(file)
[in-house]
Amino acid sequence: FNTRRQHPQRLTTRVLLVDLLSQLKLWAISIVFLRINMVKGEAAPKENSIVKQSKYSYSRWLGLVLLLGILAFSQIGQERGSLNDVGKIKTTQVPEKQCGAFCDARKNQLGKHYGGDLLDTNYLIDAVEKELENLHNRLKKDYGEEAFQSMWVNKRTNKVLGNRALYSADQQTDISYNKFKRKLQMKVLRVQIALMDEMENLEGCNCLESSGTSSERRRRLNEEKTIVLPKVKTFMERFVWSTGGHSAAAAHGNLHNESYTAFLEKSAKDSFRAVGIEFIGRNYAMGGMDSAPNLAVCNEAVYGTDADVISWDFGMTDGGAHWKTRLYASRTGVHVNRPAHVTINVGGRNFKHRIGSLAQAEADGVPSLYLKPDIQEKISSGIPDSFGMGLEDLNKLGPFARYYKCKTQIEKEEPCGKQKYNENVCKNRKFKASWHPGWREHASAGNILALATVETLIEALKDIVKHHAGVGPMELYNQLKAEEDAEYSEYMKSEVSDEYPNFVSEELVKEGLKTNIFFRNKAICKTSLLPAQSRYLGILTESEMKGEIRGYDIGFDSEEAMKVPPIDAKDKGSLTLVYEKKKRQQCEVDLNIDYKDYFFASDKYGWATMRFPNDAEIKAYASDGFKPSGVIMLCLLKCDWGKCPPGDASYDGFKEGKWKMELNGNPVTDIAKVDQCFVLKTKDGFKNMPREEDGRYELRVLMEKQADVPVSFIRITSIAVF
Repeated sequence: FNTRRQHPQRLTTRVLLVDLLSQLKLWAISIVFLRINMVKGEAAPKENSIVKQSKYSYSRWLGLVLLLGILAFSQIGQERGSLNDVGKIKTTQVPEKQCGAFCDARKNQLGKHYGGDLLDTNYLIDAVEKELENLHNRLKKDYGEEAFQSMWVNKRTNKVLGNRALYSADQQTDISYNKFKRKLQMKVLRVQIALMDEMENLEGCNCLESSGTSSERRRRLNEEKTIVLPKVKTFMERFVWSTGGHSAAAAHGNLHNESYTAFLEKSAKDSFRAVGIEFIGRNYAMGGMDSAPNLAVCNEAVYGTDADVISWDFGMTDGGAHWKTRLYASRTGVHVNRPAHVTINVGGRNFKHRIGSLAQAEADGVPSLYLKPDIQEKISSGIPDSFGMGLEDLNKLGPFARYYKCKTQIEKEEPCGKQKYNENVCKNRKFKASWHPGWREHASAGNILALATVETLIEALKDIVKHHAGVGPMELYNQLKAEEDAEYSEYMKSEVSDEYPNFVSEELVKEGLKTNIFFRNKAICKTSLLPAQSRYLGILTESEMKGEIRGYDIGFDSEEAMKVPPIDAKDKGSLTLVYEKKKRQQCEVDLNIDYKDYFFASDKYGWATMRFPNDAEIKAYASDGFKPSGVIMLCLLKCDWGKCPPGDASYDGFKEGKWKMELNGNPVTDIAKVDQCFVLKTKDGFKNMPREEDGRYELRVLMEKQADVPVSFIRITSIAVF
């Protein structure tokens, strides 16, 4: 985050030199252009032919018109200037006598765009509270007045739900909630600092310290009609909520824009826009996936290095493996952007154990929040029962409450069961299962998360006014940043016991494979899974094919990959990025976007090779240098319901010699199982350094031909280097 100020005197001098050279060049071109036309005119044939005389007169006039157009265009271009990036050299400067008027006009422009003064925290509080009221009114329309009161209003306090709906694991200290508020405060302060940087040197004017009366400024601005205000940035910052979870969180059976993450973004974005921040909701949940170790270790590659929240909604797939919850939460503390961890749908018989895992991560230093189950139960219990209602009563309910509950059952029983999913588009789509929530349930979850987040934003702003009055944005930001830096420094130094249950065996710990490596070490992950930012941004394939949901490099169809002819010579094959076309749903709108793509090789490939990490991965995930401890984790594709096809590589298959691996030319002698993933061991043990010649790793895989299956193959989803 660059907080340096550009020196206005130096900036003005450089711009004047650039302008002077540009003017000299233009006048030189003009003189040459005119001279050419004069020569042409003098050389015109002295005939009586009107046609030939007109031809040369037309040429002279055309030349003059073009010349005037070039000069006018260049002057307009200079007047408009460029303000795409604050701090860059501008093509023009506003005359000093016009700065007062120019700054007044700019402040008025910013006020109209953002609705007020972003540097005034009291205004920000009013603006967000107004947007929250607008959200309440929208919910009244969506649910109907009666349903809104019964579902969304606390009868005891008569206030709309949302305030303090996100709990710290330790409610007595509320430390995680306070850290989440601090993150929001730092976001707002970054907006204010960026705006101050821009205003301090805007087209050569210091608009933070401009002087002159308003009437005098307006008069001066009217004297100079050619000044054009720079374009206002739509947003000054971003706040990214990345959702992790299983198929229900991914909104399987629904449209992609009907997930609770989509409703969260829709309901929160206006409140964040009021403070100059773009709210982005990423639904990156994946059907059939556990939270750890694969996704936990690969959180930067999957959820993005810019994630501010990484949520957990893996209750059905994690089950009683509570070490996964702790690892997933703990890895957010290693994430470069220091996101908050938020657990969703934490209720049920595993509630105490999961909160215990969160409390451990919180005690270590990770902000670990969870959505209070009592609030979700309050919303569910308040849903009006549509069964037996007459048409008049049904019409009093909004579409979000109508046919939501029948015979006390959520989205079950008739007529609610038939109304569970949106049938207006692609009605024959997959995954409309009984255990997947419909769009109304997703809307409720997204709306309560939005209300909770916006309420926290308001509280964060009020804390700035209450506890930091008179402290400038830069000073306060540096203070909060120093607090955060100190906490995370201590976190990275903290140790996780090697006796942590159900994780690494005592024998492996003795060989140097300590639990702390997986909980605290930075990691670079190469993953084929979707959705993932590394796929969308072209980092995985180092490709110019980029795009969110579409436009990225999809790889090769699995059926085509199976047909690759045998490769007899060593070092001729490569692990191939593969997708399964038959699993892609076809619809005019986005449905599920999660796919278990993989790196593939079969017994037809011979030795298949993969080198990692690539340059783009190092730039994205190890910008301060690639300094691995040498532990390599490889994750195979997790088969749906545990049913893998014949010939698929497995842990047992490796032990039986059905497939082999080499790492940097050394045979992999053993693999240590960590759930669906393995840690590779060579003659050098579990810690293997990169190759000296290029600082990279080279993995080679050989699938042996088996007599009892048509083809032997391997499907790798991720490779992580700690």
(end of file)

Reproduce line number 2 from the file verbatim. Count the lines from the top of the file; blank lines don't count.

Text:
Amino acid sequence: FNTRRQHPQRLTTRVLLVDLLSQLKLWAISIVFLRINMVKGEAAPKENSIVKQSKYSYSRWLGLVLLLGILAFSQIGQERGSLNDVGKIKTTQVPEKQCGAFCDARKNQLGKHYGGDLLDTNYLIDAVEKELENLHNRLKKDYGEEAFQSMWVNKRTNKVLGNRALYSADQQTDISYNKFKRKLQMKVLRVQIALMDEMENLEGCNCLESSGTSSERRRRLNEEKTIVLPKVKTFMERFVWSTGGHSAAAAHGNLHNESYTAFLEKSAKDSFRAVGIEFIGRNYAMGGMDSAPNLAVCNEAVYGTDADVISWDFGMTDGGAHWKTRLYASRTGVHVNRPAHVTINVGGRNFKHRIGSLAQAEADGVPSLYLKPDIQEKISSGIPDSFGMGLEDLNKLGPFARYYKCKTQIEKEEPCGKQKYNENVCKNRKFKASWHPGWREHASAGNILALATVETLIEALKDIVKHHAGVGPMELYNQLKAEEDAEYSEYMKSEVSDEYPNFVSEELVKEGLKTNIFFRNKAICKTSLLPAQSRYLGILTESEMKGEIRGYDIGFDSEEAMKVPPIDAKDKGSLTLVYEKKKRQQCEVDLNIDYKDYFFASDKYGWATMRFPNDAEIKAYASDGFKPSGVIMLCLLKCDWGKCPPGDASYDGFKEGKWKMELNGNPVTDIAKVDQCFVLKTKDGFKNMPREEDGRYELRVLMEKQADVPVSFIRITSIAVF